The Oval Temple

Now when I planned this little adventure, my main worry was actually about the cenote visit and the fact that I cannot swim. I did not want to have the adventure be wasted simply because I am a land baby. However, nowhere in the fine print did they say anything about having to ride a bike. The last time I had ridden a bicycle, I was 10 and while a BMX speedster and top (read: only) female rider on my street, quite a few calendars have been ripped up since then and so I am sure I turned white, if that is even possible for someone of my hue, when the man started talking about riding a bike to the ruins. He sold it as "you never forget" and while there was a pedicab option, he also made it seem that I would be the biggest chicken if I did not take the cheaper bike option. Needless to say, after five minutes of cajoling, I was perched on the seat of my rented bike, trying my best to not fall over.  It took me a good 10 minutes to finally be able to pedal down the path without 'breaking my ass' and I was reminded just how much I liked biking. I was soon passing people and snickering to myself about my reclaimed prowess.

Renting the bike or the pedicab is recommended as the site is quite extensive and if you like walking, then great - but it just saves so much time as well. The day was pretty hot and humid as well, so the bike ride worked out better than the walking.

I stopped along the path to look at some of the smaller structures on the site but of course, the main draw is the main temple known as Nohuch Mul. Unlike the pyramid at Chichen Itza, the temple at Coba is still open to visitors to climb. Yes, I decided I would climb it. The structure is about 130 feet high, with about 124 steep and narrow steps taking you to the top. It seemed like a good idea from the bottom but by step 20, I was regretting this decision. This climb is not for the faint hearted nor for someone who is not that thrilled at heights. It is a hard climb up but an even worse descent, and I saw many people literally on all fours going up, and scooting down on their butts. I however took the decision at step 20, that I had seen enough and there is a thick rope in the middle of the structure to help with the ascent and I guess more for the descent.

Visitors making the climb at Coba

Another view of the 130ft high temple at Coba

My female French travel mate, like me, also turned around when the going got rough. But please - do it, if you are so inclined. Where else can you climb an ancient temple? The view from the 20th step was pretty awesome so I can only imagine what the view was like from the very top.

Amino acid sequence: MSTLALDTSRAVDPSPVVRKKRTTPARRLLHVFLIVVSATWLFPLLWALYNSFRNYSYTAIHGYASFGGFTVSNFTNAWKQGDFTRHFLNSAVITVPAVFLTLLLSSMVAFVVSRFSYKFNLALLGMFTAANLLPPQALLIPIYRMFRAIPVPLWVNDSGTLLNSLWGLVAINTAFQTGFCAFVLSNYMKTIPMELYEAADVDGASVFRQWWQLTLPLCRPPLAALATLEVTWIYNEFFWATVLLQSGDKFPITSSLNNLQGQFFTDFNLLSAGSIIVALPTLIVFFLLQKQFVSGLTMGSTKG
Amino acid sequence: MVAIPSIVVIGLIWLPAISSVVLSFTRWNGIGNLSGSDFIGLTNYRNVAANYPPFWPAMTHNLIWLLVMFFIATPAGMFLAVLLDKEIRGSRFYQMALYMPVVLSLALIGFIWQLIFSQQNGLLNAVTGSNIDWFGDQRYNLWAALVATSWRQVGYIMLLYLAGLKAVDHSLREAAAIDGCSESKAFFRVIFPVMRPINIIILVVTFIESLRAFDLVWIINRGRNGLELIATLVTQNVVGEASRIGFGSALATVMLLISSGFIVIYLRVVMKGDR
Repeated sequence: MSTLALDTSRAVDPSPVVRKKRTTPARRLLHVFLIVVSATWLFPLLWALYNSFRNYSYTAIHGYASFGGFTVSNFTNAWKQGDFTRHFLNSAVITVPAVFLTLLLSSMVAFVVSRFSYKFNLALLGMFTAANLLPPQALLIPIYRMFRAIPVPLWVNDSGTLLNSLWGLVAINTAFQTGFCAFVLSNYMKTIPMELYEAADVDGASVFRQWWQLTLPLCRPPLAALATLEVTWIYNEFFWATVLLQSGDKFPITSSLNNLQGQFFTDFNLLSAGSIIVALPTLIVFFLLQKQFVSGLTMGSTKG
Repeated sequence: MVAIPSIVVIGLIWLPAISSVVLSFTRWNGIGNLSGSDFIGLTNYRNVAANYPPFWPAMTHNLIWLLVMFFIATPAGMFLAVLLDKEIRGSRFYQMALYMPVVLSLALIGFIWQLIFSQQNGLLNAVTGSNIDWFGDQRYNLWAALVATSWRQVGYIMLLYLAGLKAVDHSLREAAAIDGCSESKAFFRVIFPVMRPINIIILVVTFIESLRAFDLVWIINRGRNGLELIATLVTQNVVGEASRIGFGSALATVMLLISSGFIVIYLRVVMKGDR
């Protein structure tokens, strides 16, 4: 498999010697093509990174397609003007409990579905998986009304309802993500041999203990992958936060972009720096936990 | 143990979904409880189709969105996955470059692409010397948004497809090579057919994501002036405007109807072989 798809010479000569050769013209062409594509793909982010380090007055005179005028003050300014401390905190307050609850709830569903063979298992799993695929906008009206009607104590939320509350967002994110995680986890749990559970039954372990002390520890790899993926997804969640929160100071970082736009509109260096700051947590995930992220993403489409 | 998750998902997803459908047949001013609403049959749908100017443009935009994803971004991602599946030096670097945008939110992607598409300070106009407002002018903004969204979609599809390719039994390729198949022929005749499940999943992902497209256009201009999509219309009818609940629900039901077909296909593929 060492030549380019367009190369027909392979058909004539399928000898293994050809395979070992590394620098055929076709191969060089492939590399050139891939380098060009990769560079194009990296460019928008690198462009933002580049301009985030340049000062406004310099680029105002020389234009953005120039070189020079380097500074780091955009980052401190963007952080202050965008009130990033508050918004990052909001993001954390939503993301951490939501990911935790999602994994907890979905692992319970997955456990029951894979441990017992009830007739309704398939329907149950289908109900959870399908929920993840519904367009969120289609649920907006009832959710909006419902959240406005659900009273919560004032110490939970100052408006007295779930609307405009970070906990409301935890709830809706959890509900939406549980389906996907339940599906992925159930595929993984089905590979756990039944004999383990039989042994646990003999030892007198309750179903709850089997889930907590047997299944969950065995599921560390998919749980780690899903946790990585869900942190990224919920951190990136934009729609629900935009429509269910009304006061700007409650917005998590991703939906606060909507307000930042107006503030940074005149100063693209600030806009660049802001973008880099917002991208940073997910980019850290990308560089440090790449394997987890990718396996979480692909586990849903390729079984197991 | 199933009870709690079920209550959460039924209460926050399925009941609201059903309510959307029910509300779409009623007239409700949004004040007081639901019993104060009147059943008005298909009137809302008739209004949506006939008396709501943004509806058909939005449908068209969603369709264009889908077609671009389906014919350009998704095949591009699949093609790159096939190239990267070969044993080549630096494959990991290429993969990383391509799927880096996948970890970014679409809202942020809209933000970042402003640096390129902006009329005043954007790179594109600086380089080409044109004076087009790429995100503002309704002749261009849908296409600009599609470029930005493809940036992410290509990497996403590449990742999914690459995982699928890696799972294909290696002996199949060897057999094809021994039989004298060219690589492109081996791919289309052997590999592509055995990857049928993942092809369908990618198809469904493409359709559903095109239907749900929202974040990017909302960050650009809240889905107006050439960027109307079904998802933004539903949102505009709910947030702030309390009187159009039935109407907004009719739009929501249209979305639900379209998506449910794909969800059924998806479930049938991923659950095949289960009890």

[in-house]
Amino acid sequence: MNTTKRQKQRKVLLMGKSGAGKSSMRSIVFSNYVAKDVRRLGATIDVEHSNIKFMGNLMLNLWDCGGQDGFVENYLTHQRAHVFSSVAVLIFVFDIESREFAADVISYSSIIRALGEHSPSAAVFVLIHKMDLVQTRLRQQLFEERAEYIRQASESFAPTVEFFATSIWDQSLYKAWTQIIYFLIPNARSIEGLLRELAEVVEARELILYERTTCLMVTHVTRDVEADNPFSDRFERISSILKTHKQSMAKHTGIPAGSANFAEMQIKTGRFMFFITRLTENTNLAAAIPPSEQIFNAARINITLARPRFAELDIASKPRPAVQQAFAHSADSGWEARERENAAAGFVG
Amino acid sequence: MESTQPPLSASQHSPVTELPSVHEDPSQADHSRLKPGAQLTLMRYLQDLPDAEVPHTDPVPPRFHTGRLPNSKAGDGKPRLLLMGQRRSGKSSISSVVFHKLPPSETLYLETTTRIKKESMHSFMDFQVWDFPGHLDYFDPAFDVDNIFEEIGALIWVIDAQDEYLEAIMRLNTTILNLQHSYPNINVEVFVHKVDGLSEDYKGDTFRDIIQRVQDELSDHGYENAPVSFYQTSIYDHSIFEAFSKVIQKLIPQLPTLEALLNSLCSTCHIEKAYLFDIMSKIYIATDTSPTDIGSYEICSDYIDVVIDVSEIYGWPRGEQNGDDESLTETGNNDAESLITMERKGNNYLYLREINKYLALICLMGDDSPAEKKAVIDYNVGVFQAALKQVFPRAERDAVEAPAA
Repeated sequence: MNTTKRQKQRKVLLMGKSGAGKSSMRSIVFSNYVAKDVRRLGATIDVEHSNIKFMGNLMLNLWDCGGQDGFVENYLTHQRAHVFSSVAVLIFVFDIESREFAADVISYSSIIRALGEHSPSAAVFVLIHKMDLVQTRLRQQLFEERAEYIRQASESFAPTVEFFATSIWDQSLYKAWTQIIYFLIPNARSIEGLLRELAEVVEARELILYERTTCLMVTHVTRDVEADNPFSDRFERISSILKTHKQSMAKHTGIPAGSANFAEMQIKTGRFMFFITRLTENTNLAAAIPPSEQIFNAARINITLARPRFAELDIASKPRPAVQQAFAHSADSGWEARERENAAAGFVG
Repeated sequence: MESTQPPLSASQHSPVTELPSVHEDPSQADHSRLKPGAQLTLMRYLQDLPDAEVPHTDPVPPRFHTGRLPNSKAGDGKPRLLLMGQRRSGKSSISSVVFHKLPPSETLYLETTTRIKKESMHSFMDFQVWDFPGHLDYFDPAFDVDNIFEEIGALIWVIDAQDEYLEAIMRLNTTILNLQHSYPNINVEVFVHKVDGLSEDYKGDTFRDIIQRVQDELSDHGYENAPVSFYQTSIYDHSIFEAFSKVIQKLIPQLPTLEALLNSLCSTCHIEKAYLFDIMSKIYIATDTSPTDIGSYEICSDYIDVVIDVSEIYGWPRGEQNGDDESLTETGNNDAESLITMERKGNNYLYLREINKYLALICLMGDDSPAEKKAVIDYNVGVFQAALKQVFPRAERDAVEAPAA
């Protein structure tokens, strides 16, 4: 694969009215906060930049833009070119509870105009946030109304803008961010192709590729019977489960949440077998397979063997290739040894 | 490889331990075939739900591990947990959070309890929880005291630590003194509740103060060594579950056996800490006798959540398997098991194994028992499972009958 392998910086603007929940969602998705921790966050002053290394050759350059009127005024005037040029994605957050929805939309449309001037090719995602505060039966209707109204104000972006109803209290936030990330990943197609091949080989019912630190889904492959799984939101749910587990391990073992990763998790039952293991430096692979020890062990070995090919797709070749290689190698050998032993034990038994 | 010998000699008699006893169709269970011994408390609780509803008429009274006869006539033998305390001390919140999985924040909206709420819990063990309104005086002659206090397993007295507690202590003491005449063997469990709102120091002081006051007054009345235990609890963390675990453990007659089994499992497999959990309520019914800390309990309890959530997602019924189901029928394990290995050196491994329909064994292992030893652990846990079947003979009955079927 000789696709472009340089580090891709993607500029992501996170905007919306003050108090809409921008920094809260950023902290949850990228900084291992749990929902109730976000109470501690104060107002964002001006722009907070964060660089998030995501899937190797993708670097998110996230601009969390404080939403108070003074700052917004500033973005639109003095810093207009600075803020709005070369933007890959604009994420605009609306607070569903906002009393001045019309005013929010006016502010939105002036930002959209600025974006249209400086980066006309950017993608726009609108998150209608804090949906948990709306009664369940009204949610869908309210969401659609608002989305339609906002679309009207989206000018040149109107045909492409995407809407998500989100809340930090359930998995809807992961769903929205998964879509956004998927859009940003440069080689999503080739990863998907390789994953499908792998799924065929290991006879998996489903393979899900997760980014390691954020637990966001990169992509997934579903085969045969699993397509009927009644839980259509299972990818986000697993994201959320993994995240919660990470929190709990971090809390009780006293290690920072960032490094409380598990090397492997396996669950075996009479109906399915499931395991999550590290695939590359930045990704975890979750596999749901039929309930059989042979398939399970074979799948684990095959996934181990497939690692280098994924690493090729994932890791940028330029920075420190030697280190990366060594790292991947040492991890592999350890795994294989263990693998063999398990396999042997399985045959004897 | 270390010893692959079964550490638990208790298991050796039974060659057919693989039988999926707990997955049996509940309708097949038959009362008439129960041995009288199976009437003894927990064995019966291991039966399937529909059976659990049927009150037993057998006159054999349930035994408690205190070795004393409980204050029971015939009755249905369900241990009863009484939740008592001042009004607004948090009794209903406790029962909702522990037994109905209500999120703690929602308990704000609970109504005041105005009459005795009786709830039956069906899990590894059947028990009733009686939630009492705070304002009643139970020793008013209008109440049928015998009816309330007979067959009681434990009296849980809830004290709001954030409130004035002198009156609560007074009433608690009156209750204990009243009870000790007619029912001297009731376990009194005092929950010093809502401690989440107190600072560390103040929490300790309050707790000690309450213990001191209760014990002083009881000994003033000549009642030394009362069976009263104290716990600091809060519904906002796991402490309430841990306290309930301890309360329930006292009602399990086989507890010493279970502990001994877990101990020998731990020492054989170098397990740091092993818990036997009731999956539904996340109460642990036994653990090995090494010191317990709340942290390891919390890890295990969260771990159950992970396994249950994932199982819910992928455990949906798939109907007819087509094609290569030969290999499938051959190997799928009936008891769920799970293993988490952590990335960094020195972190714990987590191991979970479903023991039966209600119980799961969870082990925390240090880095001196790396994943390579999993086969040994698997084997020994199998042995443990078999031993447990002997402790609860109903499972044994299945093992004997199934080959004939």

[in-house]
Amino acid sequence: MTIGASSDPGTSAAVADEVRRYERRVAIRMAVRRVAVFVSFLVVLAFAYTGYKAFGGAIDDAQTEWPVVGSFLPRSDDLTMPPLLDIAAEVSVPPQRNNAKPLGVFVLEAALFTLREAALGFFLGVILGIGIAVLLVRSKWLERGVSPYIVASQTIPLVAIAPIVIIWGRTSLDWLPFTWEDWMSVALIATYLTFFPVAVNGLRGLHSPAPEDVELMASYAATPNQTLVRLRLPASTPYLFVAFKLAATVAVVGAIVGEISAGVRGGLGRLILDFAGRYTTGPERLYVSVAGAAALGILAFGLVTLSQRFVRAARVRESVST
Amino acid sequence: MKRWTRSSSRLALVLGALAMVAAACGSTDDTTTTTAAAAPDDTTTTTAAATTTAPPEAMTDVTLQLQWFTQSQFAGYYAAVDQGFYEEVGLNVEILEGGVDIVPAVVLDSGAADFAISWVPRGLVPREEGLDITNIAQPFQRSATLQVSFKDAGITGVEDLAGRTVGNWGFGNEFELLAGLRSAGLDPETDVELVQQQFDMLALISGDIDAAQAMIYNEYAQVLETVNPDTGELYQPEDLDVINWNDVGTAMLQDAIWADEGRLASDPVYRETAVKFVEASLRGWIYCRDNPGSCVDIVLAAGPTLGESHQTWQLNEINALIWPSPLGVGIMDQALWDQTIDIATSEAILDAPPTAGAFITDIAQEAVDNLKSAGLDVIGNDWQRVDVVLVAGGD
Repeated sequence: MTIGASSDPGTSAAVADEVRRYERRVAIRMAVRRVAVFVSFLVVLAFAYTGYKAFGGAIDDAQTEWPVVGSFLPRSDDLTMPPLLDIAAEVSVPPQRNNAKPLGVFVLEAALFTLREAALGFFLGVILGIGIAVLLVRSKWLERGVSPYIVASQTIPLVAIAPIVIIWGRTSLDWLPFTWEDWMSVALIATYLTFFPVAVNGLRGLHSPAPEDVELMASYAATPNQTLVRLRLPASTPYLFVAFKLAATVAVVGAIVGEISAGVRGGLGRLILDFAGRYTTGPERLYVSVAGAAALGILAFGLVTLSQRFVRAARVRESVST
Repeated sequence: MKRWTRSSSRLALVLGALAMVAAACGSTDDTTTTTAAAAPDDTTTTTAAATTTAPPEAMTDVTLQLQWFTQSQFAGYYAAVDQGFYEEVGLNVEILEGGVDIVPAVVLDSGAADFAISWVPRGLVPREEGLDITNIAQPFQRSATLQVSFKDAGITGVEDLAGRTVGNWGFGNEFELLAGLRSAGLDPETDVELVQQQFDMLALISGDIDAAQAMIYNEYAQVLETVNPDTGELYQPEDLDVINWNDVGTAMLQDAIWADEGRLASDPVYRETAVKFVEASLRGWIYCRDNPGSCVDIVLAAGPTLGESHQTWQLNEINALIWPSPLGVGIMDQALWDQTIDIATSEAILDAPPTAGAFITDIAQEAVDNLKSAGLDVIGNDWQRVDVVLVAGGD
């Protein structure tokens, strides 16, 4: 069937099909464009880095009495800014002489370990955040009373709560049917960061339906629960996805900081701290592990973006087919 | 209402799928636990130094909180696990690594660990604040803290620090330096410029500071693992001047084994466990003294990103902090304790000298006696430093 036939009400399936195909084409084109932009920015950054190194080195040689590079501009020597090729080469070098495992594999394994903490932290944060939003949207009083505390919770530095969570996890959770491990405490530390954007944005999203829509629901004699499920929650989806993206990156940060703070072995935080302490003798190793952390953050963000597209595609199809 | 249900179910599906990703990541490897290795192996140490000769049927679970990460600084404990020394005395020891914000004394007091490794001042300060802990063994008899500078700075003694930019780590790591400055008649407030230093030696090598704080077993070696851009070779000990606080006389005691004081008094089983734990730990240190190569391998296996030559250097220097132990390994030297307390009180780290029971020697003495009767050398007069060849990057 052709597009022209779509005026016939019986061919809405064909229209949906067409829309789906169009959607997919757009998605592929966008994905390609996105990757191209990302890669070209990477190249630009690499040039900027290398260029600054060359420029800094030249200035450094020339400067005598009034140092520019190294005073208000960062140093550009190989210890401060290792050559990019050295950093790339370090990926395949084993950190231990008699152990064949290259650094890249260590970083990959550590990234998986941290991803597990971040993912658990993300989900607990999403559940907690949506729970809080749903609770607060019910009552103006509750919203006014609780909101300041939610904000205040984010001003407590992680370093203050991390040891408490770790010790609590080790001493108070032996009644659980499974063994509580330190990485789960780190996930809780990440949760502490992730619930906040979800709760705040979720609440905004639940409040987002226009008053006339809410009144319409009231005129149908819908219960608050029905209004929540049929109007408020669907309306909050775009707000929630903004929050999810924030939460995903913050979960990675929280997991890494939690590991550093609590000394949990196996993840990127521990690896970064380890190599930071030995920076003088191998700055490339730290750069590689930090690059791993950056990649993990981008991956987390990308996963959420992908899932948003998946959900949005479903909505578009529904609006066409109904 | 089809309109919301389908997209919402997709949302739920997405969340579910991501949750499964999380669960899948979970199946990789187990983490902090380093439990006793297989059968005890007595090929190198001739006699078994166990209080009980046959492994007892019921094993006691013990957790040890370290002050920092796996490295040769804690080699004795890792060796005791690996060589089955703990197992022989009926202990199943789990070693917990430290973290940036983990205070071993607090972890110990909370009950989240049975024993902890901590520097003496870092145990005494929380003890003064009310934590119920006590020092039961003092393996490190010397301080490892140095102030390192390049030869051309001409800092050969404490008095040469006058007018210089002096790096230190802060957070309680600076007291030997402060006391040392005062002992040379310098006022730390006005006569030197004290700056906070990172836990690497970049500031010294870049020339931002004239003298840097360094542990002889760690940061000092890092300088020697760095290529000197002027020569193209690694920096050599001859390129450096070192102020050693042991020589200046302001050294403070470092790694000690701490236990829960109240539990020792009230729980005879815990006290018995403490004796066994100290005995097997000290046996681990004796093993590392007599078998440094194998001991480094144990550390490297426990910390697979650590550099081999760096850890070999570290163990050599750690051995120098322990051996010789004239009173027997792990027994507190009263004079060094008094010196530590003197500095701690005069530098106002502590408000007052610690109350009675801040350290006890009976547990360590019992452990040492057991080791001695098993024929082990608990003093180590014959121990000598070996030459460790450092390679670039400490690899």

Mayan village and cenote - in the next post. lol. Sorry guys.

Chichen Itza - My memories of Mexico, Pt 2

When I told some people I would be going to Mexico on vacation, everyone assumed I would just be sitting around on a resort drinking margaritas all day. Again, not my style.

One of the main reasons Mexico had always been on my bucket list was because of the many ruins dotted across the country. The Yucatan peninsula is no different, despite the mega resorts lining the coastline.

Chichen Itza is one of the new 'seven wonders of the world'. To get there, I lined up a guide and to get there ahead of the crowds, I was dressed and waiting in hotel reception at 5am. Yes. 5 o'clock in the morning. The struggle was very real! Special thanks to my hotel concierge for packing a lovely takeaway breakfast for me, which came in so handy as the breakfast provided by the tour was not to my liking.

The 5am start is so worth it though because we got there ahead of the hundreds of tourists who start really filling up the place around 10am. Our guide, Marco, an archaeologist , was a treasure trove of information about Mayan history and the history of the site, the excavation efforts etc.

El Castillo, or the Temple of Kukulcan, the massive pyramid which is the centrepiece of the Chichen Itza complex stands at almost 30 metres high and served as the temple to the god, Kukulcan - the feathered serpent god. Every year, during the summer and autumn equinoxes, as the sun sets, the play of light and shadow creates the appearance of a large snake slithering down the pyramid. The various stories recounted by Marco really gave us some insight into the mysteries of the Mayans, who were clearly so far ahead of their time. The engineering mysteries, including the very spooky but amazing acoustics are testament to this.

El Castillo or the Temple of Kukulcan - the highlight of Chichen Itza

Up close - with no crowds

One of the most interesting areas, aside from the pyramid itself was the large playing field with dimensions which make it larger than today's American football fields. Ornate carvings show images related to the game that was usually played there - a game consisting of 13 players, trying to get a solid, heavy rubber ball into a hoop at the far end of the court. The story as told to us was that the captain of the winning team was usually decapitated and offered as sacrifice, as he would have represented the best of the best. The carvings show such a decapitation - creepy. Whether this was true or not, the majesty of the ball court, the perfect acoustics aimed at helping the king 'suss' out his visitors and the carvings throughout the complex - incredible!

Of course, I can hardly share everything Marco told us during the 3-hour tour. I really recommend this tour as there is so much to learn, and the site is really stunning. The early morning tour was worth it as it meant I was back in Playa del Carmen just after lunch time which allowed me to sun and recoup the sleep lost from the early morning start.